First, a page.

Fei Li

Assistant Professor of Biology

Ph.D., The University of Texas at Austin; M.S., University of Louisiana at Monroe; B.S. Sichuan University, China.

Office Address: 

New York University
Department of Biology
1009 Silver Center
100 Washington Square East
New York, NY 10003-6688

Phone: 

(212) 998-3746

Fax: 

(212) 995-4015

Lab Homepage: 

https://files.nyu.edu/fl43/public/Li_Lab/Home.html

Areas of Research/Interest: 

epigenetics, epigenomics, chromatin

Research

Epigenetics is the study of heritable changes in phenotype that occur without changes in DNA sequence. Epigenetic mechanisms are essential for many cellular processes, such as gene-expression regulation, genome organization and cell-fate determination. Defects in epigenetic regulation have been implicated in a variety of diseases, including cancer. The aim of our research is to understand the fundamental principles of epigenetic regulation. Toward this goal, we have chosen to study the fission yeast (Schizosaccharomyces pombe), a model eukaryotic organism well suited to a combination of powerful experimental approaches, including genetics, cell biology, biochemistry and genomics. Importantly, fission yeast contains many conserved epigenetic components, and has thus emerged as a premier model for epigenetic study.

Epigenetic Regulation of Heterochromatin
In eukaryotes, DNA is packaged together with histone proteins into an ordered, highly complex chromatin structure. Chromatin exists in two forms: euchromatin and heterochromatin. Euchromatin is typically transcriptionally active and loosely packaged, whereas heterochromatin is gene-poor and appears highly compact throughout the cell cycle. Heterochromatin is a classic example of epigenetic phenomena and plays an important role in gene regulation, chromosome segregation and genome stability. Taking advantage of powerful genetic and biochemical approaches available in fission yeast, we have identified multiple key heterochromatin factors. We aim to understand the epigenetic mechanisms that regulate establishment and maintenance of heterochromatin.

Epigenetic Regulation of Centromeres
Centromeres are specific chromosomal loci where the kinetochore, a multiprotein complex, is assembled. Kinetochores mediate attachment of spindle microtubules to centromeres, ensuring proper segregation of chromosomes during mitosis and meiosis. A fundamental question in biology is how centromere identity is defined and maintained through generations. In most eukaryotes, centromere assembly and propagation are regulated by epigenetic mechanisms. Centromere Protein-A (CENP-A), a centromere-specific histone 3 variant, represents the most likely candidate for the epigenetic mark that specifies centromere identity. CENP-A provides a structural and functional foundation for the assembly of kinetochores. Defects in the regulation of CENP-A are catastrophic for cells and result in chromosome mis-segregation and aneuploidy, or an abnormal number of chromosomes, the hallmark of human cancers. We are currently using biochemical, genetic, cytological and genomic approaches to dissect the gene regulatory network mediating the faithful inheritance of centromeres.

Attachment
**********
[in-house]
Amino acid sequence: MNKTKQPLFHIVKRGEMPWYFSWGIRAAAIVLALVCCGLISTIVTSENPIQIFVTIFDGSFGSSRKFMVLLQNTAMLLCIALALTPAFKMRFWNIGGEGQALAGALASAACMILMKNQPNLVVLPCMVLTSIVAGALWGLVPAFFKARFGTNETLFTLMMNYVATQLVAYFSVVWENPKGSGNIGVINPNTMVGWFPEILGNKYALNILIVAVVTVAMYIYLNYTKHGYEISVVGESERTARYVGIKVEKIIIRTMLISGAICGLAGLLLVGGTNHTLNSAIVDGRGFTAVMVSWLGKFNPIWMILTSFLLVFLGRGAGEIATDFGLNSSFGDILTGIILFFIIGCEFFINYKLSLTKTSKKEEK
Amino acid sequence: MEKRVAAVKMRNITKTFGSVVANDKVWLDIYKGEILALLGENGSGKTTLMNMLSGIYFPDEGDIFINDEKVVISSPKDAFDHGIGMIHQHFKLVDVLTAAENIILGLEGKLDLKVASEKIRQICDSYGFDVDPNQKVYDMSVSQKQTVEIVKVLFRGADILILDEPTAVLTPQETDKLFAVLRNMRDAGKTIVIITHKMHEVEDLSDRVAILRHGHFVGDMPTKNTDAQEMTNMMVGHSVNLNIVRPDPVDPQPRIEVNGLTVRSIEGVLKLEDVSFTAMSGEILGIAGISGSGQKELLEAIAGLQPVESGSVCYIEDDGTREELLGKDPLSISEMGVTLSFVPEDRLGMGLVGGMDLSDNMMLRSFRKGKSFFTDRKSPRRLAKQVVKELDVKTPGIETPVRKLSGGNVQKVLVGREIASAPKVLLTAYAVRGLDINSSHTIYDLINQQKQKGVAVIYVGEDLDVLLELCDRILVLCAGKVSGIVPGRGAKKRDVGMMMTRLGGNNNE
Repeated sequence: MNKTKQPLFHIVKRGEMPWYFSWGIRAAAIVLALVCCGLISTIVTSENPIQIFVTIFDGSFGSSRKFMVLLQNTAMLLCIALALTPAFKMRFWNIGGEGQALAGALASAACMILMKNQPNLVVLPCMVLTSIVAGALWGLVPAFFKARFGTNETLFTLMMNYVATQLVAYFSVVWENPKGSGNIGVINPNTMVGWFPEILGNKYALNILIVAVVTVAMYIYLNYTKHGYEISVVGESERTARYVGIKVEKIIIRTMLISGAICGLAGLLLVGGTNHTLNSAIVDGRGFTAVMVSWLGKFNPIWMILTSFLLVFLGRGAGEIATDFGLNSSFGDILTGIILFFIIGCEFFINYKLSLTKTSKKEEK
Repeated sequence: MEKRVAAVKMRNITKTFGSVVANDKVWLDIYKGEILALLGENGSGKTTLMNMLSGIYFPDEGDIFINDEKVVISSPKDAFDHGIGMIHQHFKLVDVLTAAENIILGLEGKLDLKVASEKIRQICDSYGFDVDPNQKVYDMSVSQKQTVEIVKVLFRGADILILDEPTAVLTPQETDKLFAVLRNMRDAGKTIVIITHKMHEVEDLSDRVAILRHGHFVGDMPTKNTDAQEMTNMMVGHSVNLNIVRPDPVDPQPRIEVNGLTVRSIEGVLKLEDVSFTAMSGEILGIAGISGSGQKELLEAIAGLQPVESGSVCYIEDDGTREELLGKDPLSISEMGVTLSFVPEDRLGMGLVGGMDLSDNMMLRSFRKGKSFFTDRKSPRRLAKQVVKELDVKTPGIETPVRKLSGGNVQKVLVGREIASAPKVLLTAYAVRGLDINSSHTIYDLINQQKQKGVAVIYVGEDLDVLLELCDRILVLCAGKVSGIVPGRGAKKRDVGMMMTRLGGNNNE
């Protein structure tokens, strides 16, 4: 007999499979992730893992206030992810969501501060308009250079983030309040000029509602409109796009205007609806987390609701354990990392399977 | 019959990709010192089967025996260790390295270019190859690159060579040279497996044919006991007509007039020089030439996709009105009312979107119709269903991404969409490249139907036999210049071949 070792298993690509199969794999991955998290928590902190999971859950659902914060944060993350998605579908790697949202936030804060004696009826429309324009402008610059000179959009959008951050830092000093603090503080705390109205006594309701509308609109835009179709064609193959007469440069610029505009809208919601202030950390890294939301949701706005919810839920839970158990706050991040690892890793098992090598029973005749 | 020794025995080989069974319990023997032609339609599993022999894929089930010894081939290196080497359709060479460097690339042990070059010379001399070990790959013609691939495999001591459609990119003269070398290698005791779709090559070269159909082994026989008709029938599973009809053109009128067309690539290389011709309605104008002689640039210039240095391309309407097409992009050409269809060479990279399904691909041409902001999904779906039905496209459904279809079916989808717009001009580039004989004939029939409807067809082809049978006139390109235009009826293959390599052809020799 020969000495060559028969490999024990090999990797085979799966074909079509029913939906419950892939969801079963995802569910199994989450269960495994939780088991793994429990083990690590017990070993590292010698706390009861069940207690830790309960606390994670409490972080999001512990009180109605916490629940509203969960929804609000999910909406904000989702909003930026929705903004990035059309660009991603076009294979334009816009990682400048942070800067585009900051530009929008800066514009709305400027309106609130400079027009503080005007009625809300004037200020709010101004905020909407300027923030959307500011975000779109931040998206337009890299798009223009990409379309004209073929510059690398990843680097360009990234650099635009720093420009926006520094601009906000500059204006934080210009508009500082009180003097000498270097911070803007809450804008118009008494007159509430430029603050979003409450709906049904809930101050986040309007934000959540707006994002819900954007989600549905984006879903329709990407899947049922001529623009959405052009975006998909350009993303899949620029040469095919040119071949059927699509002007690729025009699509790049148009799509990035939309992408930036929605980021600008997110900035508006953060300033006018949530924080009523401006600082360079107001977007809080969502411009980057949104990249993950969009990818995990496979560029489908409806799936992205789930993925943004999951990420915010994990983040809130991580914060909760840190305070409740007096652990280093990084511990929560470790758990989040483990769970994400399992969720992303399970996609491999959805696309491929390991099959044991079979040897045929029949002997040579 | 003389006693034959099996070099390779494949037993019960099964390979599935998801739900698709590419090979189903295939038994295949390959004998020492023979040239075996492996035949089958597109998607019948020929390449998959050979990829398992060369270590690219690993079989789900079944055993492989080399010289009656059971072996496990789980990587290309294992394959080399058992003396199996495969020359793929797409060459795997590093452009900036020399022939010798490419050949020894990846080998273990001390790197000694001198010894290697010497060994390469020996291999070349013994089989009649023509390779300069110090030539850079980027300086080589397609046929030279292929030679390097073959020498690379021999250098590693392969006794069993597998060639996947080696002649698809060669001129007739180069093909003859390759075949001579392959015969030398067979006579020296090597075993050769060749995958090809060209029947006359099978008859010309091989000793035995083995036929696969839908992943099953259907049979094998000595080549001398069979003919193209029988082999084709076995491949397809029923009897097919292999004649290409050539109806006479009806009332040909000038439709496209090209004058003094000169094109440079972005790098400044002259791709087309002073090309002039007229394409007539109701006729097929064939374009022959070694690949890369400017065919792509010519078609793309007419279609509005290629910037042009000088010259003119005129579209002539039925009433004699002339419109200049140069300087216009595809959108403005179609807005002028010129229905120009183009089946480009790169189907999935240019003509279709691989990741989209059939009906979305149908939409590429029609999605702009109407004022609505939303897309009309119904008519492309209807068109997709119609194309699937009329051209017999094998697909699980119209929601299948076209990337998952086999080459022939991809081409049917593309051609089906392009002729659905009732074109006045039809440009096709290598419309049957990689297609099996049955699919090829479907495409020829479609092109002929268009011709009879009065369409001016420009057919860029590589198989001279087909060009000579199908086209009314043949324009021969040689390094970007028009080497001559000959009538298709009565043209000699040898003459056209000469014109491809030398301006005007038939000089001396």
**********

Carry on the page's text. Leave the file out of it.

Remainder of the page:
Job Opportunities

Post-doctoral and research assistant positions are available in Dr. Li’s laboratory.

Fellowships/Honors:

Pew Scholar in the Biomedical Sciences, 2013; Memorial Research Scholarship, University of Texas at Austin, 2002

Selected Works:


Marlyn Gonzalez, Haijin He, Siyu Sun, Chen Li, and Fei Li*. Cell cycle-dependent deposition of CENP-A requires the Dos1/2- Cdc20 Complex. Proc Natl Acad Sci U S A. 2013 110(2):606-11

Marlyn Gonzalez, and Fei Li*. DNA replication, RNAi and epigenetic inheritance. Epigenetics 2012; 7(1):14-19

Mikel Zaratiegui, Stephane Castel, Danielle V. Irvine, Anna Kloc, Jie Ren, Fei Li, Elisa de Castro, Laura Marín, An-Yun Chang, Derek Goto, W. Zacheus Cande, Francisco Antequera, Benoit Arcangioli, and Rob Martienssen. RNAi promotes heterochromatic silencing through replication-coupled release of RNA pol II. Nature 2011; 479(7371):135-8

Fei Li*, Rob  Martienssen, and Zacheus Cande. Coordination of DNA Replication, Histone modification and siRNA Production by the Rik1/Dos2 Complex. Nature 2011; 475(7355):244-8  

Fei Li*, Maite Huarte, Mikel Zaratiegui, Matthew W. Vaughn, Yang Shi, Rob  Martienssen, and W. Zacheus Cande*. Lid2 is required for coordinating H3K4 and H3K9 methylation of heterochromatin and euchromatin. Cell 2008; 135: 272-83               

Ian J. MacRae, Fei Li, Kaihong Zhou, W. Zacheus Cande, and Jennifer A. Doudna. Structure of Dicer and mechanistic implications for RNAi. Cold Spring Harb Symp Quant Biol. 2006; 71:73-80

Ian J. MacRae, Kaihong Zhou, Fei Li, Adrian Repic, Angela N. Brooks, W. Zacheus Cande, Paul Adams, and Jennifer Doudna. Structural basis for double-stranded RNA processing by Dicer. Science 2006; 311 (5758): 195- 8

Fei Li, Derek B. Goto, Mikel Zaratiegui, Xie Tang, Rob Martienssen, and W. Zacheus Cande. Two novel proteins, Dos1 and Dos2, interact with Rik1 to regulate heterochromatic RNA Interference and histone modification. Curr Biol. 2005; 15(16):1448-57

Satoru Uzawa, Fei Li, Ye Jin, Kent McDonald, Michael Braunfield, David Agard, and W. Zacheus Cande. Spindle pole body duplication in fission yeast occurs at the G1/S Boundary but maturation is blocked until exit from S by an event downstream of Cdc10. Mol Biol Cell. 2004; 15(12):5219-30

Fei Li, Stephen P. Holloway, Jaesung Lee, and David L. Herrin. Nuclear genes that promote splicing of group I introns in the chloroplast 23S rRNA and psbA genes in Chlamydomonas reinhardtii. Plant J. 2002; 32(4):467-80

Fei Li and David L. Herrin. FUGOID: functional genomics of organellar introns database. Nucleic Acids Res. 2002; 30(1):385-6

* corresponding author

Updated on 01/23/2014